Tourist Attraction in Mexico City: Basílica de Santa María de Guadalupe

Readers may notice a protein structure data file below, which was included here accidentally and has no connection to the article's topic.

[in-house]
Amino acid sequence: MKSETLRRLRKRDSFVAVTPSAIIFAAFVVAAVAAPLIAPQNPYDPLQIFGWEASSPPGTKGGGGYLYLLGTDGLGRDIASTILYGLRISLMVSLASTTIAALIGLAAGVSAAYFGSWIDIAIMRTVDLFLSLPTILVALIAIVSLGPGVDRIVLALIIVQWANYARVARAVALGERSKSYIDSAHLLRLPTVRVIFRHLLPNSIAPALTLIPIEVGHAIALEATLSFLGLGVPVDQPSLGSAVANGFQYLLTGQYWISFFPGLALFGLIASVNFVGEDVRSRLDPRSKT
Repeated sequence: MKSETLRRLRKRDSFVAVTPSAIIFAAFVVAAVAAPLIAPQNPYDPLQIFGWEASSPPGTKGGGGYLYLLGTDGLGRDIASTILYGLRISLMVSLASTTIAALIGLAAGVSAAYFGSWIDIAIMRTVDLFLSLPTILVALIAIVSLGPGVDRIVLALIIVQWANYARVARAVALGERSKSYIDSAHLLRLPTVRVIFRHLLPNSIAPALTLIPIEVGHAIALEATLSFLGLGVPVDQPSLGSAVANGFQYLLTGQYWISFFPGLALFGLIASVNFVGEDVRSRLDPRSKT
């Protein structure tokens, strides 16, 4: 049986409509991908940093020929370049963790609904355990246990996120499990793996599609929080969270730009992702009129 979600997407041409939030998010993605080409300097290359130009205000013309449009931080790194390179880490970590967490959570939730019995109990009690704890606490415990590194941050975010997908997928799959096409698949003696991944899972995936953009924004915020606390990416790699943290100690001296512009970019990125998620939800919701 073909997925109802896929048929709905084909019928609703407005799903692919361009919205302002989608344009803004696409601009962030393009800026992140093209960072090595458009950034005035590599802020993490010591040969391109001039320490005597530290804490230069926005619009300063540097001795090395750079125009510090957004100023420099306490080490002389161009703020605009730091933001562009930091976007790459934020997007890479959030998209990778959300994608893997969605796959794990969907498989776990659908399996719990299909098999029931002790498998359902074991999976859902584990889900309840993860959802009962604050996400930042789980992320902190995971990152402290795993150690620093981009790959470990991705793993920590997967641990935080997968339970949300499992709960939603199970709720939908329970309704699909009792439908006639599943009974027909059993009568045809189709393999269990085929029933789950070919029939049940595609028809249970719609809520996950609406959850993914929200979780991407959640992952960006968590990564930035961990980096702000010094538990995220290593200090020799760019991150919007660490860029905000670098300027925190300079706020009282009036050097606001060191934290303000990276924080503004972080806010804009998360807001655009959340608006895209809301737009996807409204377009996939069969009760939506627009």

The Basilica of Our Lady of Guadalupe (Basílica de Santa María de Guadalupe) is a Catholic sanctuary, located on the Tepeyac mountain in Mexico City, built to commemorate the alleged apparitions of the Virgin of Guadalupe. It is the main place of Catholic worship in Mexico and throughout Latin America: every year it is visited by several million pilgrims, on December 12, the day when the Virgin is celebrated, the complex is made up of various churches and buildings. Also known as the New Basilica of Santa Maria di Guadalupe, it is the main temple of the sanctuary. This basilica dedicated to the Virgin of Guadalupe was designed by the Mexican architect Pedro Ramírez Vázquez and inaugurated on October 12, 1976. It was built to replace the ancient basilica that due to the weight was sinking together with the ground. Also known as the Ancient Basilica, this church was built in the seventeenth century with the aim of becoming a basilica for the veneration of the Virgin of Guadalupe, in 1749 it received the title of collegiate. In 1904 it was elevated to the rank of basilica. In the middle of the twentieth century the building suffered from a great deterioration that forced the closure and construction of a larger and more modern temple. In 1979, the INAH and the Mexican Episcopal Conference began a restoration project to avoid the loss of the building. This project, like the one for the recovery of the Cathedral of Mexico City and the recovery of the Tower of Pisa, consists in avoiding the collapse of the building. Although the project is not yet finished, the main stage ended in 2000 with the cost of several million dollars. The Tempio del Pocito is a church located near the Tepeyac mountain. A few years after the apparitions of the Virgin began pilgrimages to the mountain and many people thought that the waters of the nearby well were miraculous. So many sick people started to get washed in the water, but this caused many epidemics. To control the epidemics, direct access to the well was prevented and a simple temple was built, but the pilgrimages continued. A few years later the decision was made to build a baroque church on this site, which was completed in 1791. In 1815 the revolutionary José María Morelos y Pavón was allowed to go and pray to the Virgin before being killed. The painter Fernando Leal executed between 1945 and 1950 an important cycle of frescoes dedicated to the Miracles of the Virgin. The former convent and parish of Santa Maria di Guadalupe of the Capuchins is a church located on the eastern side of the Ancient Basilica. It was designed by architect Ignacio Costera and was built in 1887.